Sunday, July 25, 2010

Friday, July 23, 2010

Four Legged Chickens

Zoran saw the chicken too late to stop his speeding car from clipping it with the right front fender. He pulled over to the side of the road to check on the chicken. The bird had looked odd as it crossed the road. The farmer sauntered over as Zoran was standing over the dead chicken.
"It's dead, is it?" the farmer said.
"Yes, yes, it's dead alright."
The farmer leaned in to get a better look at the dead chicken. He made a low clucking sound in his throat.
Zoran looked at the farmer. "Please," he said, "can you tell me about this chicken?"
"What about it?" the farmer said.
"Well, it has four legs," Zoran said.
"Oh that," said the farmer. "Well everybody around here has grown to love barbecued chicken legs."
Zoran looked at the farmer. "And?"
"And we crossed the chickens with rabbits and got four legged chickens."
"Oh, I see," said Zoran. "Very clever. And how do they taste?"
"Don't know," said the farmer. "Never able to catch one until now."

Well, we aren’t seeing farmers cross-breeding rabbits with chickens, but a Massachusetts company says it's on the verge of receiving federal approval to market a quick-growing Atlantic salmon that's been genetically modified with help from a Pacific Chinook salmon. If approved by the FDA, this fast growing salmon will be the first transgenic animal headed for our dinner tables.

Transgenic? Is that anything like transgender, you might ask. No. It’s a genetically engineered organism that has inserted DNA that originated in a different species. According to an article by Les Blumenthal (McClatchy), researchers have added a growth hormone gene from the Chinook salmon as well as an on-switch gene from the ocean pout, a distant relative of the salmon, to a normal Atlantic salmon's roughly 40,000 genes. Salmon normally feed only during the spring and summer, but when the on-switch from the pout's gene is triggered, they eat year round. Like us. The result is a transgenic salmon that grows to market size in about half the time as a normal salmon — 16 to 18 months, rather than three years. Just the way we grow to over sized in about the same length of time. I wonder if there’s a gene that can turn off my desire for ice cream?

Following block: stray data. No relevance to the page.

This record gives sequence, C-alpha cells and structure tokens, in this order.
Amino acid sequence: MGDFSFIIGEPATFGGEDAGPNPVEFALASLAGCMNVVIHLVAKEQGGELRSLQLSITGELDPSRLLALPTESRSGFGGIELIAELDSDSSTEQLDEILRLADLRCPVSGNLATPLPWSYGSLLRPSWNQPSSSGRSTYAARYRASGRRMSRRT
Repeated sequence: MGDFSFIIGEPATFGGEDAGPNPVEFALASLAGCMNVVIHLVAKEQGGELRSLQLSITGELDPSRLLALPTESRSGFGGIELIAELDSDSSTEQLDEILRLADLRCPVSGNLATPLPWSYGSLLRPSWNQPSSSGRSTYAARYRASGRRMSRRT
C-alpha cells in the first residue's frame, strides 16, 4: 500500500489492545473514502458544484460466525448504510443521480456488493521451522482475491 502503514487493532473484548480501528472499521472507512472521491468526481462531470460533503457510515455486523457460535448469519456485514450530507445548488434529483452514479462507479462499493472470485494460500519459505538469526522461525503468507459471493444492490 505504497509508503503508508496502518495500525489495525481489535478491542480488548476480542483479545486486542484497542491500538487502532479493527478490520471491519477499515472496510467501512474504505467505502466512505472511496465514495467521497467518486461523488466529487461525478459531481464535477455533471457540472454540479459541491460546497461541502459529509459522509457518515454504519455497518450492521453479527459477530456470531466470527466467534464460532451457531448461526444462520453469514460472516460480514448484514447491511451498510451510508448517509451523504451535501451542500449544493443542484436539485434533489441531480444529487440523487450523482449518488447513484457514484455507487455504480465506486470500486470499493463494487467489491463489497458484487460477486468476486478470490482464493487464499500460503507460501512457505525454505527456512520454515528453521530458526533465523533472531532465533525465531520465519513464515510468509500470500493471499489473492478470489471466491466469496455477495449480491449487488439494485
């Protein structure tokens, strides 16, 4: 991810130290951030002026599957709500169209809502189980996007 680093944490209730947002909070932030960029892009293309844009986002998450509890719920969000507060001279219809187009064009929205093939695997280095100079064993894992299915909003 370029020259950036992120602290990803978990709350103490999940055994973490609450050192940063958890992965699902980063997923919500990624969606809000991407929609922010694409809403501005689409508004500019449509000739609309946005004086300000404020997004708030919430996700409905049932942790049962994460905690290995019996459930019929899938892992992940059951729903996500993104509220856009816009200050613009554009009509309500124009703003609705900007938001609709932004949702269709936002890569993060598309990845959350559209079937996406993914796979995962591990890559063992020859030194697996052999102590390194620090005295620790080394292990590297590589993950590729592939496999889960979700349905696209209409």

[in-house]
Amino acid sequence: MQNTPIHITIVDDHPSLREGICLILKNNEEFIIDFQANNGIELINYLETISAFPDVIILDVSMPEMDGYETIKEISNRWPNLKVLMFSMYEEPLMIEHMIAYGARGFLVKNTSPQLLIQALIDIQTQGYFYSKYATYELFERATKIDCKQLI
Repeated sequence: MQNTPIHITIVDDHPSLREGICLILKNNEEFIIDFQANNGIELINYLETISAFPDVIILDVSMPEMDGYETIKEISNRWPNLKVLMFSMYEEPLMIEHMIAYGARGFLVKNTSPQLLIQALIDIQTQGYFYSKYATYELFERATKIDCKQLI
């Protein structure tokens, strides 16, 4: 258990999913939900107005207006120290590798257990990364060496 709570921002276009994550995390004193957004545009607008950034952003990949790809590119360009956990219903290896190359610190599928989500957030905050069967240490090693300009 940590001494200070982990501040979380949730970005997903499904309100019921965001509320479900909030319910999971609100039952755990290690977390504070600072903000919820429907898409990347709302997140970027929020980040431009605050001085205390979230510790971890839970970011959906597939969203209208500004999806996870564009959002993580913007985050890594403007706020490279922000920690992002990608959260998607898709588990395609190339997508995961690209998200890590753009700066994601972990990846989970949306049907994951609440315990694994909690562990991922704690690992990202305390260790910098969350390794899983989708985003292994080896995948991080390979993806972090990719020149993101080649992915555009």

Genetic engineering of our food crops has been going on for some time, but this will be the first time an animal that we commonly eat will undergo the procedure. Unless you eat mice, that is. The majority of transgenic animals produced so far are mice. In fact, they pioneered the technology; the clever little cuties.

Rabbits, pigs, sheep, and cattle have also undergone the procedure experimentally, but we aren’t eating them – as far as I know.

Are there any dangers involved in genetically engineering stuff we eat? None whatsoever. Just as there’s no danger in deep-ocean drilling for oil...oh, yeah. I forgot.
Well, let's exam the pros and cons of genetically engineering these fast growing salmon and see what conclusions we can draw generally. We’ll do that in a future post on An Unexpected Error. For now, bon appetite.